• Alcohol can cause "rebound insomnia". After helping you to fall asleep, it can actually trigger the release of adrenaline and block the absorption of tryptophan into the brain. These factors prevent you from entering the deep stage of sleep.
  • A heavy meal slows down the digestion process. While we digest, our body temperature rises and this phenomenon can keep us from falling asleep.
  • Simple carbohydrates or sugars stimulate an overproduction of insulin and can cause cravings shortly after falling asleep.

At what time should we have dinner, then?

You shouldn't eat too early because the brain, which is very active during the night, needs to be fed, nor too late, as digestion is detrimental to sleep. Ideally, you should have dinner at least two hours before going to bed.


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avatar Candice Salomé

Author: Candice Salomé, Health Writer

Candice is a content creator at Carenity and specialises in writing health articles. She has a particular interest in the fields of women's health, well-being and sport. 

Candice holds a master's degree in... >> Learn more

4 comments


nineteen_gale
on 05/06/2021

Thank you very much for a very interesting and informative article. I have learnt something from it. I will now change the timings of certain supplements that I take in the morning, to my evening meal time, eg Omega 3, Magnesium and B vitamins. I usually fall asleep quickly, but tend to wake up very early, between 03.30 and 04.00 and then unable to fall asleep again. Consequently I am up by 5 in the morning, as once awake and unable to fall sleep is frustrating and more tiring. I do have dark chocolate after my evening meal which is around 6.30 pm

Once again, thank you for this article. it was very helpful to me.


lesmal • Ambassador
on 09/06/2021

Thank you for the above information; most useful.

I've never had a good sleeping pattern due to epilepsy medications and also a weak bladder. I'm up every two or three hours no matter what the situation is. I tried melatonin sometime ago but found this didn't work either. Eventually, I settled on drinking chamomile tea at night which helped me sleep occasionally. I drink caffeine-free tea and decaffeinated coffee; one cup of coffee just after dinner.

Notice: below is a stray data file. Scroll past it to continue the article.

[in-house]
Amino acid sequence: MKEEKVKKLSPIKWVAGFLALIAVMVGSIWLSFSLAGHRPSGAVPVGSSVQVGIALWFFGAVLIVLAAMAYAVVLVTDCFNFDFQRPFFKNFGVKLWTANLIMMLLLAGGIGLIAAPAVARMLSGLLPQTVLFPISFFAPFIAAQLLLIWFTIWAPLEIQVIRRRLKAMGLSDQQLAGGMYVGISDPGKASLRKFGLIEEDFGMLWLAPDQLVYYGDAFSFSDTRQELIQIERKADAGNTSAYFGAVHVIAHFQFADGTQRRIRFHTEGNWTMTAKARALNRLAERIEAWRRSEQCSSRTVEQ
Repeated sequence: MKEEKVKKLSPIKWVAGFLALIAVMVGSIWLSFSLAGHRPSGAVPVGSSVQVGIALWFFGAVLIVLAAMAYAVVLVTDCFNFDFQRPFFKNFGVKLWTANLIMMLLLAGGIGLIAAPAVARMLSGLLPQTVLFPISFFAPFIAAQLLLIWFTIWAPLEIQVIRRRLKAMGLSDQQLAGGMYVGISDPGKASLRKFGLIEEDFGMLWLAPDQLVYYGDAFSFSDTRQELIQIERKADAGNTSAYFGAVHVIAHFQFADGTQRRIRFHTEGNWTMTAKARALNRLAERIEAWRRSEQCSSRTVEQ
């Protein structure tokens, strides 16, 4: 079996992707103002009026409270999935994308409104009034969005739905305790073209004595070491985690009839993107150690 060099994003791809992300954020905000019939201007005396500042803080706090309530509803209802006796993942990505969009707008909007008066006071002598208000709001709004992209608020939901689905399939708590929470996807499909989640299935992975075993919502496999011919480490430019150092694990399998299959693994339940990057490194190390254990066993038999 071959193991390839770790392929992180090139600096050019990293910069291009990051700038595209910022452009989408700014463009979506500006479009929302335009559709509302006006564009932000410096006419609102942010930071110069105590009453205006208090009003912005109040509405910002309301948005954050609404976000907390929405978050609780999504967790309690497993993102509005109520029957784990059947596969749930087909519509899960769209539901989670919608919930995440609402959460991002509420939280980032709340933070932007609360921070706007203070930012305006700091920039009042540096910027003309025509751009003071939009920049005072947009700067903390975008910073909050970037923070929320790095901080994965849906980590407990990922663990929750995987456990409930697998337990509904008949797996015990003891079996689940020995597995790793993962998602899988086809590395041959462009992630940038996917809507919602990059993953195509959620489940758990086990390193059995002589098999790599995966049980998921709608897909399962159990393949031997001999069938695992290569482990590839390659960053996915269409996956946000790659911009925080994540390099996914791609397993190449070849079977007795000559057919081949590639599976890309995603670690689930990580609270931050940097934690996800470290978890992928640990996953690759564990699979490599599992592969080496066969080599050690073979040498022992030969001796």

Approximately 4 years ago I took Vitamin B and Folic Acid, Magnesium, etc., but when arriving in Northern Ireland the doctors took me off supplements and told me I should be getting them from my diet. With all the side effects I've had from recent medications, together with allergies to certain foods, my doctor is now checking vitamin levels through blood tests which I hope will pick up some results. 

I also enjoy dark chocolate at night after my dinner!  


nineteen_gale
on 09/06/2021

@lesmal‍ 

Thank you for your message. It is true that we should be getting our vitamins minerals etc from the diet. i would like to make 2 points on this subject. 1. Not every one eats a healthy normal diet containing all the essential vitamins and minerals, although I do. Some people do not know what food to eat for which vitamins and minerals. Point number 2. As we age, our bodies do not absorb all the essential required vitamins and minerals and we need to supplement them. I have been taking the supplements of a number of years, and have given a list of supplements I take to GP to ensure that none that I take interact with my regular medication. Thank you for the information, I do appreciate it. Good luck and God bless.


lesmal • Ambassador
on 09/06/2021

@nineteen_gale‍ ... Thank you for the useful information also... Once I get results I can decide with my doctor which vitamins are lacking. Obviously, then I will take as per his plan. 

Keep well.